$100 for a pack of cigarettes. That's now the going rate inside Missouri prisons after a smoking ban created a new black market.
Former high-ranking Department of Corrections personnel tells Fox 2 that Corrections’ Officers are more likely than ever to take the bait. Veteran employees are quitting at such a pace, that the colleagues they're leaving behind are forced to look at prisons as their home.
Former Chief of Custody at Algoa Prison in Jefferson City, Bill Vallier said, “You`re missing graduations, birthdays and things at home. You`re actually spending more time in the institution than with your own family.”
Vallier says he left after his superiors ignored his warnings about staffing. He said inmates are now using the deteriorating working conditions to manipulate corrections' officers. He explained, “You can make a lot of money for something that's not even illegal and some of the officers are falling prey to that, especially the new ones.”
D.O.C. banned smoking in prisons April 1st. It was part of a settlement by the State of Missouri with a double murderer who sued over second-hand smoke.
Bill Schmutz was Deputy Warden at Algoa prison until he retired this summer. He said, “Overnight a pack of cigarettes went from a few dollars to a hundred dollars a pack and there`s staff uh getting caught bringing cigarettes in – sure. It`s the lure of easy money.”
Corrections officers are prohibited from even leaving the prison for a smoke break, while they say prisoners are often not punished for having contraband. This former inmate, whose identity we`re protecting so he can leave behind his past, says prisoners now think they can treat officers better than the D.O.C. The former prisoner told me, “In one week we`ve counted seven corrections officers walk off the job because of the way they're treated.”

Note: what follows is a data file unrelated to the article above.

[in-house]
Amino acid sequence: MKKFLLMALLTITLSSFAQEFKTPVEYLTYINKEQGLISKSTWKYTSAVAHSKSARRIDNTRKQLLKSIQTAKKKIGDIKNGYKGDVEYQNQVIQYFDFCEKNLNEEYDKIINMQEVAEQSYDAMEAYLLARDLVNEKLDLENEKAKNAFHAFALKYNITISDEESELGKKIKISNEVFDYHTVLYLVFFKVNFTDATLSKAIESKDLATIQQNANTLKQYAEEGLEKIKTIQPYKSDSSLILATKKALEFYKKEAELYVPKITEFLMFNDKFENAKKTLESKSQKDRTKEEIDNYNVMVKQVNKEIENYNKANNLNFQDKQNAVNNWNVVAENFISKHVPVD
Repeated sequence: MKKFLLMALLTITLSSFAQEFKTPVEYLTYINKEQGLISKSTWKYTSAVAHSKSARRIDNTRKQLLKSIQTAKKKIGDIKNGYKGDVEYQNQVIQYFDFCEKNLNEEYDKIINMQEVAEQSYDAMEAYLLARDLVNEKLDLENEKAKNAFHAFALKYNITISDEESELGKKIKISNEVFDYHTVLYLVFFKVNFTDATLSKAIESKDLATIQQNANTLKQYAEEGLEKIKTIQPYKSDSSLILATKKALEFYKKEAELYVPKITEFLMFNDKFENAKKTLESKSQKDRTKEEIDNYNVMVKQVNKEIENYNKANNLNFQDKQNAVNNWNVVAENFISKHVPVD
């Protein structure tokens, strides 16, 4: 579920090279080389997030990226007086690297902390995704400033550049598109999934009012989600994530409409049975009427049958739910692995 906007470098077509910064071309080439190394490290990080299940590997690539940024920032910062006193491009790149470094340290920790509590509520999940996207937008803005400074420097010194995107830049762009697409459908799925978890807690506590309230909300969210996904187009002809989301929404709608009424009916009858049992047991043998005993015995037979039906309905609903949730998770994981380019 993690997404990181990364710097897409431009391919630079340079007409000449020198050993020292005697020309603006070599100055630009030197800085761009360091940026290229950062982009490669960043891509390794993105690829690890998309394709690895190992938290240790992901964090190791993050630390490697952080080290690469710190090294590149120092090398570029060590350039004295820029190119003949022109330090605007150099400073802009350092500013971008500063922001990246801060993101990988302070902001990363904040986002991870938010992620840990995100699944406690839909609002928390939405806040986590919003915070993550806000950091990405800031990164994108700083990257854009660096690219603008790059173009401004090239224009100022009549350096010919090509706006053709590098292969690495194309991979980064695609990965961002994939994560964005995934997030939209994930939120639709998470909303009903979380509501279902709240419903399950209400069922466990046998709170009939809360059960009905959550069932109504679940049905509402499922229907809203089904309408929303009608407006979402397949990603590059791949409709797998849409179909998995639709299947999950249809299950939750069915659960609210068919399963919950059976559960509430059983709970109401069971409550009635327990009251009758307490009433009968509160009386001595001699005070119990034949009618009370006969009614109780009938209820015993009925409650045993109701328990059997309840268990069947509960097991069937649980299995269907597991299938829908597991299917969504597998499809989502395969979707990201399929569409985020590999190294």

Bill Vallier added, “The anatomy of a set up sometimes begins with singling one of the staff out from the herd so to speak. They catch that disgruntled staff member that`s upset, who doesn`t like the way things are going. That`s somebody that`s susceptible to talk to – ‘hey, I can fix some of your problems.’”
Schumtz said it will take years to fix the culture inside Missouri prisons, but he said it should start with raising pay. He said current strategies to drop standards are failing, such as putting 19-year-olds in charge of offenders. Schmutz said, “Career criminals that by their very nature are hard to supervise. They don`t like to go by the rules. The rules don`t apply to them and you`re going to throw a 19-year-old in that? It ain`t gonna happen.”
Several officers told me the smoking ban is also causing more unrest. They say it's already harder to get prisoners to their education programs and recreation because of the staffing crisis, now they say the smoking ban has them monitoring yet another black market.